Last month, the results of a new study were published entitled Toxic Soup, Dioxins in Plastic Toys; this time nine items were examined, eight toys and one hair-slide. For the first time brominated dioxins were found in these items. All products were probably made of plastic from electronic waste containing brominated flame retardants. Brominated dioxins are hormone disrupting substances that affect. among others, the nervous system and the endocrine system and are carcinogenic. Children are particularly vulnerable.

Peter Behnisch, co-author and attached to BioDetection Systems (BSD) in Amsterdam: “We applied a biotechnological measuring method with specially grown cells that respond to dioxins. We found a surprisingly high toxic content in products made from recycled plastic. As far as we know this is the first public study that demonstrates the presence of brominated dioxins in toys for children.”

Governments aim to close the plastic chain, which involves not incinerating plastic waste, but reusing it to manufacture new products. As that chain is more closed, the risk of higher concentrations of unwanted harmful substances in new products increases. The use of harmful flame retardants is banned in the European Union, but there is no control on products imported from outside the European Union that are made from recycled plastic. The rules are less strict in other countries.

The core message of the researchers: much more stringent measures are needed to prevent toxins returning in consumer goods such as toys through recycling. Provisions of the Stockholm Convention and the Basel Convention in particular must be strengthened.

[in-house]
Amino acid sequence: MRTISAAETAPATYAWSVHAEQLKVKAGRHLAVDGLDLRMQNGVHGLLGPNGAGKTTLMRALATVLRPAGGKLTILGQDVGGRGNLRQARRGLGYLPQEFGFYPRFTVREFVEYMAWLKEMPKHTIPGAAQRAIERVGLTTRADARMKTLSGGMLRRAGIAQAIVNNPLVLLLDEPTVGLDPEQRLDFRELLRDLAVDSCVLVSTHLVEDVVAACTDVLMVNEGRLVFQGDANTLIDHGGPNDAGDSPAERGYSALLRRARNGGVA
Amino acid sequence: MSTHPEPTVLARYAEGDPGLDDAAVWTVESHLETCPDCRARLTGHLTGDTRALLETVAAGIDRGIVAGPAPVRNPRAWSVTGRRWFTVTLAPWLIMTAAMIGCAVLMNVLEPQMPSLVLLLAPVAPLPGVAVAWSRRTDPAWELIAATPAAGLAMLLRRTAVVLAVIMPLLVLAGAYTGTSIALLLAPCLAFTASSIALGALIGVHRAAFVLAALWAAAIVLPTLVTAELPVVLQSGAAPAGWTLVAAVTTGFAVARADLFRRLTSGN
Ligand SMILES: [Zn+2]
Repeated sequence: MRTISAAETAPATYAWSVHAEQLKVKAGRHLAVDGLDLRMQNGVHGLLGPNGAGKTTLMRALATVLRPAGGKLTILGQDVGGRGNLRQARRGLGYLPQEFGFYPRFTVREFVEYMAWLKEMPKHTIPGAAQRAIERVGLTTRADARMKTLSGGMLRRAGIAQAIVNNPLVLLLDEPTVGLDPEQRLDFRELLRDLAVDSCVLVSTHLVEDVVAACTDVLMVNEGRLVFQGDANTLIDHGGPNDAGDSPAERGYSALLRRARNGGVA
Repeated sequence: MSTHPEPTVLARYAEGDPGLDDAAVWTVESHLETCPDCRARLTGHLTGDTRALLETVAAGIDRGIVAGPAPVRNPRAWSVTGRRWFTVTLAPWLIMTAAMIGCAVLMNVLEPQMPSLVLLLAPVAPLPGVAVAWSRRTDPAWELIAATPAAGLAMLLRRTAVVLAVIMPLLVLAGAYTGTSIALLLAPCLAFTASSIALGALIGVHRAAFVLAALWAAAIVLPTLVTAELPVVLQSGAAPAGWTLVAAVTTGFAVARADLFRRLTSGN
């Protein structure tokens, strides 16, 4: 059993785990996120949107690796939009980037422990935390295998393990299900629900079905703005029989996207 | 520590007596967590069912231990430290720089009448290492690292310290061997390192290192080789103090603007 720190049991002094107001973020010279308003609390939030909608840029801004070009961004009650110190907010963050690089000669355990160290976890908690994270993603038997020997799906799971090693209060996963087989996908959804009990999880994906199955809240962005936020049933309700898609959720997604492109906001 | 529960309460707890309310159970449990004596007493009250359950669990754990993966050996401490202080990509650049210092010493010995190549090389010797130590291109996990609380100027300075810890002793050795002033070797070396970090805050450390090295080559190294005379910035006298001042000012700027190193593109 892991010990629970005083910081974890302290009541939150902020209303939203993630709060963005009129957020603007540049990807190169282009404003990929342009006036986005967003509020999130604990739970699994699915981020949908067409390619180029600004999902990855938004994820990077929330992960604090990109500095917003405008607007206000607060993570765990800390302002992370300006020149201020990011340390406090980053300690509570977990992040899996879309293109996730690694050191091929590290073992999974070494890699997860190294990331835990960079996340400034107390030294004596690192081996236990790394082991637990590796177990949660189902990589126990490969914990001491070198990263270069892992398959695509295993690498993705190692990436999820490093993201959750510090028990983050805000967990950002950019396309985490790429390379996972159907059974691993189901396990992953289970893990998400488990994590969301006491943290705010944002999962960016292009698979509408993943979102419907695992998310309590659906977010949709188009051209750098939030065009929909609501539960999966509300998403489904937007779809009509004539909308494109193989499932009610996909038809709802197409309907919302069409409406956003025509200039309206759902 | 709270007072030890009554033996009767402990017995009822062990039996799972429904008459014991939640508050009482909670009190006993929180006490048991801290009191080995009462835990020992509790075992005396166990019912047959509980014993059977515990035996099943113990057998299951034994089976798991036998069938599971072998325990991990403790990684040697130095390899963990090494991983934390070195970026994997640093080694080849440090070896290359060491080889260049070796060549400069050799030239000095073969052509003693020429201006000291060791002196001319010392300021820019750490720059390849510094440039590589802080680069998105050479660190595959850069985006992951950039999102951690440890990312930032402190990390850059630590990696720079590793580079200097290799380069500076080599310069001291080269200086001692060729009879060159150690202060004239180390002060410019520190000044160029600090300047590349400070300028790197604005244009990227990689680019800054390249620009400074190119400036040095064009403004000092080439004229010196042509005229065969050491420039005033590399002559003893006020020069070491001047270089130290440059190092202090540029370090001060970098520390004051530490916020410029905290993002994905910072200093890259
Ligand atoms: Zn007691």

Read the summary of the study and which measures are proposed.


Also read – Nationaal plan hormoonverstorende stoffen in een circulaire economie

Also read –Toxic chemicals in toys

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Microplastics in insects in rivers South Wales

Amsterdam, 13 November 2018– Is plastic pollution causing microplastics to penetrate the food chains of freshwater ecosystems? A recent research answers with a yes. Half of the examined insects from rivers in South Wales turned out to carry microplastics that must have originated from the water or the soil they live in.

Immature mayflies and caddisflies from three rivers were examined for microplastics. The sampling areas were found upstream and downstream of five water purification plants. On all locations microplastics were found in the insects. Contrary to the expectation of the researchers that insects downstream would contain larger amounts of plastics than those upstream, no significant differences were detected between the locations.

Because the examined insects have different diets, the researchers could also investigate whether choice of food plays a role in the exposure to microplastics. This turned out not to be the case. However, the mayflies that primarily live in the water, did turn out to contain considerably less microplastics. This in contrast with the mayflies that search for similar food on the river bed. So, a preference for a certain habitat, water or soil, might provide an explanation for the different amounts of microplastics found.

The researchers express their concern about the spread of microplastics in food chains through insects. Especially fish, but also other animals – such as amphibians and predaceous insects – feed on mayflies and caddisflies. This mechanism was also brought to light in another recent research.


Also read: Mosquitoes transfer microplastics from water to land